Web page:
Usually, the tourbillon frame carries the escape wheel, lever and balance wheel, and the pinion of the escape wheel meshes with the teeth of the fixed (non-rotating) fourth wheel. The frame is propelled by the running gear train. When it rotates, the escape wheel rotates against the teeth of the fixed fourth wheel, which in turn transfers energy to the lever and balance wheel.
However, for very high-speed tourbillons, this arrangement is a challenging arrangement due to the amount of inertia involved. For the Spherion system, another arrangement is used in which the escape wheel is fixed-this is Porter Escapement. The teeth of the escape wheel are facing inward, and when the innermost frame rotates, the pallet fork of the lever meshes with the teeth of the escape wheel. The balance wheel locks and unlocks the lever in the usual way, thereby transferring energy to the balance wheel.
The biggest challenge of any tourbillon is that its mechanism is an energy parasite. Usually, in a traditional movement, the fourth wheel directly drives the escape wheel and then transfers energy to the lever and balance wheel. Due to friction (which can be reduced but never completely eliminated) and the escapement itself, due to the sliding friction at the lever tray and the geometry of the lever, energy loss occurs throughout the drive chain. Ensuring that enough energy enters the balance wheel to maintain the best amplitude in the entire power reserve of the watch used to be, and still is, one of the main challenges of the precision watch industry. watches sale uk
In the tourbillon, because the drive train must not only drive the escape wheel, but also the lever and balance wheel, and deal with the inertia of the frame itself, the problem becomes more serious; every time the lever unlocks the escape wheel, the entire device must be Start from the rest position. For this reason, even traditional tourbillons have historically had to be built with very high precision, and the frame has always been as light as possible to reduce the load in operation.
As you can imagine, the problem of multi-axis tourbillons is getting more and more serious, especially if you want to run at high speeds. For this reason, titanium is a commonly used (if you can say “common” for multi-axis tourbillons) material frame, but you still have to keep the structural balance spring thin. In the Spherion system, the gap between the cages is very small-0.1 to 0.2 mm-and the weight of the entire kit and the kaboodle is only 0.79562 grams, which Purnell proudly says is “less than the weight of a standard paper clip.” Each Spherion has a total of eight Incabloc anti-vibration systems-two for each of the three frames, and the other two for the balance itself.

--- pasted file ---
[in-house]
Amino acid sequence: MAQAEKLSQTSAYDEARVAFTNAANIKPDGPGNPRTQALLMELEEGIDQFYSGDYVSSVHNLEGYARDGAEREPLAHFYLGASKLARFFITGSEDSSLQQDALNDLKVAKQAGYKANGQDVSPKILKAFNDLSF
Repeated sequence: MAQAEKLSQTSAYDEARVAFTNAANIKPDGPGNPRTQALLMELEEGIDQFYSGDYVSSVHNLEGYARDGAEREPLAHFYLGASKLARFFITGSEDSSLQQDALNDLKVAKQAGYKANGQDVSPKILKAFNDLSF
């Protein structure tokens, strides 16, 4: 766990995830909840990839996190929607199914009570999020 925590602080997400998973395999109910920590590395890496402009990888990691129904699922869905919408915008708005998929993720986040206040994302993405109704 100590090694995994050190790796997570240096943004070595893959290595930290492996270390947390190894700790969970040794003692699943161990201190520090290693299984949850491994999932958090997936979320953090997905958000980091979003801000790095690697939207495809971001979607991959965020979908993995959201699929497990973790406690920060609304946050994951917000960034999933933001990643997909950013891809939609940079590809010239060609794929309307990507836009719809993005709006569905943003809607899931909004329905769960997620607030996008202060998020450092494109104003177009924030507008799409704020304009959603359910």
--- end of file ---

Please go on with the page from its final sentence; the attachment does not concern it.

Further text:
Considering the complexity of the system, the size of the watch is not Brobdignagian at first, but reasonable. As Coudray said, the idea is not only to make mechanically smart things, but also to use ingenuity and machinery to make as many visually dazzling things as possible.
It’s dazzling, Escape II has, and then some. I am free to simply enjoy these watches as an abstraction. Even if you will never be its customer (or, if you are a potential customer, this is not your specific vodka brand), you can still enjoy the fun of this watchmaking industry, and a lot of it, for me, become a watch hobby The pleasure of the reader is seeing the work of people like Eric Coudray evolving over the years-occasionally there is nothing wrong with a little (or a lot) of amazing factors. The only drawback, really, is that I always want to see things like this with my own eyes, and now this has happened. But knowing that the impeccable minimalist watchmaking craftsmanship combined with true technical talent is still vibrant and cool.
Purnell Escape II all black and forged carbon models: case, forged carbon or grade 5 titanium with black DLC coating; both are 48mm x 19mm and water resistant to 30 meters. Movement, caliber CP03, designed by Eric Coudray, three-axis double tourbillon “Spherion”, frame rotating in 30, 16 and 8 seconds; Porter escapement with fixed escape wheel. Frequency, 21,600 vph, 67 jewels, 32-hour power reserve; use suspended mobile cone for power reserve indication. The 6 mainsprings in the 4 barrels run in parallel. Adjust to 12 positions (I assume there are 6 in each Spherion). The total weight of the movement, 15.7 grams.